Several hours later, the bank brought in external fraud experts who spotted a flaw in the way Tesco Bank’s authorisation system was configured, which had allowed fraudulent transactions to escape detection.

This was blocked at 3:35am on Monday, November 7 2016.

*This post has been amended to correct the final tally.


Sex, violence and the rise of populism — #MeToo and Women On Top, Gaining Power? Or Are Men in Revolt?

October 1, 2018

The Kavanaugh hearing in the US has shown that men fear a loss of power and status

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The most popular explanations for the rise of populism have focused on inequality and race. But the storm surrounding the nomination of Brett Kavanaugh to the US Supreme Court points to a third factor: male rage.

Traditional gender roles are under challenge, leading many men to fear a loss of power and status. That fear is visible in the misogynistic tone of populist movements in the US, Brazil, the Philippines, Italy and elsewhere.

The male backlash finds expression not just in relatively civilised debates about women in the workplace or gender roles at home. As the Kavanaugh hearings highlighted, it quickly moves on to the rawest and most emotive topic of all — sexual violence.

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Matteo Salvini

Rodrigo Duterte, the president of the Philippines, and Jair Bolsonaro, the frontrunner in this month’s Brazilian presidential election, have incorporated gibes about rape into their political rhetoric. Matteo Salvini, the dominant figure in the Italian government, has used sexual slurs to demean female politicians.

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Mr Bolsonaro once claimed that Maria do Rosário, a Brazilian politician, was “not worth raping; she is very ugly”. More than 3m women have joined an online group to oppose his surging candidacy, with the hashtag #nothim. With the first round of voting taking place on October 7, hundreds of thousands of women have just demonstrated against Mr Bolsonaro on the streets of Rio de Janeiro and São Paulo.

Mr Duterte once joked about the gang rape and murder of an Australian missionary, suggesting that, because he was mayor of the town it took place in, he should have been allowed to go first. (US president Donald Trump has since said that he has a “great relationship” with the Filipino leader.)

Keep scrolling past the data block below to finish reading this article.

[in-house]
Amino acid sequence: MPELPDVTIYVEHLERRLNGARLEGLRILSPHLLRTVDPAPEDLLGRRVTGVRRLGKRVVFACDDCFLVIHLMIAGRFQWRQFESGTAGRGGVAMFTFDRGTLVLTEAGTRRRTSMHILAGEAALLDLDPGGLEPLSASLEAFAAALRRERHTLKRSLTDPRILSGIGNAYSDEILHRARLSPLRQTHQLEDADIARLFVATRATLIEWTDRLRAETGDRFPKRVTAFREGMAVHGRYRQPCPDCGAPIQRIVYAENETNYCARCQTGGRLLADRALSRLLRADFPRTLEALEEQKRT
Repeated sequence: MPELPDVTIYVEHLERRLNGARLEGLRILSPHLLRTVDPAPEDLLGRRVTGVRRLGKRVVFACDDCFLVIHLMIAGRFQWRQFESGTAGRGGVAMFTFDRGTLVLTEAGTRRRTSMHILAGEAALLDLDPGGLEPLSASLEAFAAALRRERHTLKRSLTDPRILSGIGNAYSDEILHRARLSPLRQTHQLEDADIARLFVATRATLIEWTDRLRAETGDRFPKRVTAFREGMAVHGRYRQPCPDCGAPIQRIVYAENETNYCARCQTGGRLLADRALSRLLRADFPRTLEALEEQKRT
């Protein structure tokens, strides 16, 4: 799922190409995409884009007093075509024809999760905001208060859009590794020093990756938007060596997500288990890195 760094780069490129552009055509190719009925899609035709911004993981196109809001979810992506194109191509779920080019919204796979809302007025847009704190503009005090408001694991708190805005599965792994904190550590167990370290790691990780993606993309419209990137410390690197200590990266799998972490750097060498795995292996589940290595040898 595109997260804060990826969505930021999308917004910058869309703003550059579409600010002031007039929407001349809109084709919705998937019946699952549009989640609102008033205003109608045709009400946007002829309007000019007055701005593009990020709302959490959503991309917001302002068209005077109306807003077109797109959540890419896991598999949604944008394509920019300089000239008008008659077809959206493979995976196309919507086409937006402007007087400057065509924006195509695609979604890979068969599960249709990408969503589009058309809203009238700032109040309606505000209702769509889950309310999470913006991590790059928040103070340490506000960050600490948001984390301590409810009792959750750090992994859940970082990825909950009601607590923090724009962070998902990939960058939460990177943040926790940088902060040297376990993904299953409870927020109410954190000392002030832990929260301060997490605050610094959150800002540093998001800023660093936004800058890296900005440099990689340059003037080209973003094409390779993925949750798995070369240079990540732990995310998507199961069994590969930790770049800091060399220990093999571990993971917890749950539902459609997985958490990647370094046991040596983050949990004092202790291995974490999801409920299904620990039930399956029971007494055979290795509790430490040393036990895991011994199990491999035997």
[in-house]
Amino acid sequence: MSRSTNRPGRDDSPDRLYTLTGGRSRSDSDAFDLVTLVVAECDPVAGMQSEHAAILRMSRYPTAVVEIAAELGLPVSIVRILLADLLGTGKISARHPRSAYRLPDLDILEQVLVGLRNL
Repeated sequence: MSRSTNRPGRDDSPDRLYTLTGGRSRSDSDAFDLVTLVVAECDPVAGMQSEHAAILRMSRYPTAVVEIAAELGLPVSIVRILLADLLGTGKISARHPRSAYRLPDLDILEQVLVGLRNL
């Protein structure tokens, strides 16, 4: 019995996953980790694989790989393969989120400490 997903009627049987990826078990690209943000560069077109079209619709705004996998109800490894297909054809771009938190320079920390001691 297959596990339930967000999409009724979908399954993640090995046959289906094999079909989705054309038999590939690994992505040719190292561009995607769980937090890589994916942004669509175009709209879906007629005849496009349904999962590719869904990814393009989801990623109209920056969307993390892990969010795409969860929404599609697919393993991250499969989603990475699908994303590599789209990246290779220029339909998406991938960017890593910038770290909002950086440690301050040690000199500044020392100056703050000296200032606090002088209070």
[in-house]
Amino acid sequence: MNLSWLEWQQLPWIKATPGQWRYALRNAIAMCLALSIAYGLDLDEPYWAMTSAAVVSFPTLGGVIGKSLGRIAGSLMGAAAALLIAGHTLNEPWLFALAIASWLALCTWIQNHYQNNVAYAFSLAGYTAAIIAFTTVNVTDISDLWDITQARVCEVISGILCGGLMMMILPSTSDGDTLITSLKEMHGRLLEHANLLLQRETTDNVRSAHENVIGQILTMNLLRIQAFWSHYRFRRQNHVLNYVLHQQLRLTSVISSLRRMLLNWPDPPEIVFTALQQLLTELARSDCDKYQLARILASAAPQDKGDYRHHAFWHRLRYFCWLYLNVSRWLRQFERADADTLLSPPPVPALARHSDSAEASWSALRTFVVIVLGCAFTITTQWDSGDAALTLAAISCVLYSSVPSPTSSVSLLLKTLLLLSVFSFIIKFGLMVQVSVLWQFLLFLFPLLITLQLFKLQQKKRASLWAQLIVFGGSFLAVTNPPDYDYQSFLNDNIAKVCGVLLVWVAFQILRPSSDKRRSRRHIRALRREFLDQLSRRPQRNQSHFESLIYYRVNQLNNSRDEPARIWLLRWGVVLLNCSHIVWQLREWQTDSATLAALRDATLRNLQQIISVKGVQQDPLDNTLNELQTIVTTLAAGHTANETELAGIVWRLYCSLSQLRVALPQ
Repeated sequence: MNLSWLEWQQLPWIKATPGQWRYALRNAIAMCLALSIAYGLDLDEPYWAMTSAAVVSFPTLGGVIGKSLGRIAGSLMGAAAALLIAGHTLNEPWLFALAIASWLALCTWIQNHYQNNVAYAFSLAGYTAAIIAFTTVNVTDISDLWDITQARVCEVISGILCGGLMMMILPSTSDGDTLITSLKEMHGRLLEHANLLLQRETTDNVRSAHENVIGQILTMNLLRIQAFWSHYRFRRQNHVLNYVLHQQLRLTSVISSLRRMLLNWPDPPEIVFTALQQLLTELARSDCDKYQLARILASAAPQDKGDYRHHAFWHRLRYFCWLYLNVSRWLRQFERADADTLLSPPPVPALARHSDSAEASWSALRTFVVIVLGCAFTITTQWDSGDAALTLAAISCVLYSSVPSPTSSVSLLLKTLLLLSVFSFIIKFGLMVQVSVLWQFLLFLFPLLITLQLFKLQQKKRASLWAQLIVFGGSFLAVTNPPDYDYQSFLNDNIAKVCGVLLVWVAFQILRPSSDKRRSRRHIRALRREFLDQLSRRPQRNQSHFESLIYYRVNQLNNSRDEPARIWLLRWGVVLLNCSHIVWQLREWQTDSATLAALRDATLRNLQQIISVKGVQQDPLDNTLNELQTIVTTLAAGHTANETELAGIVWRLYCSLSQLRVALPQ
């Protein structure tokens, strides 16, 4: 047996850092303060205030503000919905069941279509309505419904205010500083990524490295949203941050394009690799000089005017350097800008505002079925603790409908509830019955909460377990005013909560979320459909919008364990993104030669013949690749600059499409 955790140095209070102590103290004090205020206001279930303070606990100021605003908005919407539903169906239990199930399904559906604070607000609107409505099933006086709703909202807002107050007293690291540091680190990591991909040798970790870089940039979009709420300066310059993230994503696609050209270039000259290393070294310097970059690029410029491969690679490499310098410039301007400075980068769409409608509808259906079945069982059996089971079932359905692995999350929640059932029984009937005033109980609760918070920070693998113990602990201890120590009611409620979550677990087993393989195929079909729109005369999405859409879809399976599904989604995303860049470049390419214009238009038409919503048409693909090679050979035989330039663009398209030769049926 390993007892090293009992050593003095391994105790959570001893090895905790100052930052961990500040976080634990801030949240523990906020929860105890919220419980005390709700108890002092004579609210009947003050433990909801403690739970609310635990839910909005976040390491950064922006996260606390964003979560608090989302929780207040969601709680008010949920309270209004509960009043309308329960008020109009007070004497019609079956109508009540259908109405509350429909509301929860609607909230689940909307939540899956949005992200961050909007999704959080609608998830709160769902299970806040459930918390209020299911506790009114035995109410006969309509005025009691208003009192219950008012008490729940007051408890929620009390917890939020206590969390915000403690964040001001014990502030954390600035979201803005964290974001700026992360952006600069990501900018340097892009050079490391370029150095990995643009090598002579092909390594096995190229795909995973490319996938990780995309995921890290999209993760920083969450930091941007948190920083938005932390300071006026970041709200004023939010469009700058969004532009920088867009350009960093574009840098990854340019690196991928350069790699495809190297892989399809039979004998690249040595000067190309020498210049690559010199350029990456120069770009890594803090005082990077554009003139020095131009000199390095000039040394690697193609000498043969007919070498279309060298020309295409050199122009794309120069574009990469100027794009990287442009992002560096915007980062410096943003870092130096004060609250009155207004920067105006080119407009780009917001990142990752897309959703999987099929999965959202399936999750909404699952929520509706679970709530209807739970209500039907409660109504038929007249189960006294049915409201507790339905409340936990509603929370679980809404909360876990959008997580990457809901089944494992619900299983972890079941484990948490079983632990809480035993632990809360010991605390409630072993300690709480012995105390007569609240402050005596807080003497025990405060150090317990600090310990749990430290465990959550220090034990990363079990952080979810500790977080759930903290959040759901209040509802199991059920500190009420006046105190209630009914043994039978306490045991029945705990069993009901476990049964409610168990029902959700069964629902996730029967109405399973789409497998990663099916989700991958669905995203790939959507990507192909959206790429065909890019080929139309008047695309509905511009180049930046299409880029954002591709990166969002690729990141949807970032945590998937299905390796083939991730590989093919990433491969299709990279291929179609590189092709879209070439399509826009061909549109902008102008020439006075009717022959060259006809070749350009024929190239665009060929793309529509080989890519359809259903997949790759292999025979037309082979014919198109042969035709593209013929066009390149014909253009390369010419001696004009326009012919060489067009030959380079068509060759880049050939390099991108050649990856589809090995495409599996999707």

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Rodrigo Duterte

Mr Salvini, Italy’s deputy prime minister and a Trump admirer, has also taunted female politicians. In 2016, at a political rally, he pointed to a sex doll on the stage and claimed that it was a “double” of Laura Boldrini, who was then president of Italy’s Chamber of Deputies.

In a recent interview with Politico, Ms Boldrini said that she has received numerous rape and death threats in recent years, adding that Italy’s populists had targeted her because “I was a woman and I was advocating for refugees, for human rights, for women’s rights”.

As Ms Boldrini suggests, the use of demeaning misogynistic rhetoric looks like a direct response to the rise of powerful female politicians. It is suggestive that Mr Bolsonaro has come to prominence in the immediate aftermath of the presidency of Dilma Rousseff, the first woman to lead Brazil. And Mr Trump, of course, was running against Hillary Clinton, who would have been the first female US president.

By the debased standards of Messrs Duterte, Salvini and Bolsonaro, Mr Trump’s misogynistic language was relatively restrained.

But it may have served a similar political purpose — sending a message to angry male voters that he was on their side. Mainstream commentators, including prominent Republicans, assumed that Mr Trump’s remark about grabbing women “by the pussy” would hurt him in the presidential race.

But some men probably quietly relished his taboo-busting macho talk. In the event 53 per cent of American men (and 62 per cent of white men) voted for Mr Trump. Mr Trump’s period in office has coincided with the #MeToo movement against sexual harassment — which has ended the careers of some prominent men in Hollywood, the media, business and politics.

But the rise of #MeToo may also have stoked the male reaction that feeds populism. Senator Lindsey Graham, one of Mr Kavanaugh’s most vociferous supporters, certainly embraced the language of victimhood when he said during the judge’s confirmation hearing: “I’m a single white man from South Carolina and I’m told I should shut up. But I will not shut up, if that’s OK.”

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Senator Lindsey Graham

Many Democrats are now taking some comfort from the thought that even if Mr Kavanaugh is confirmed, the controversy will backfire on the Republicans in the midterm elections. A recent poll suggested that white women now tilt towards the Democrats by a margin of 12 points.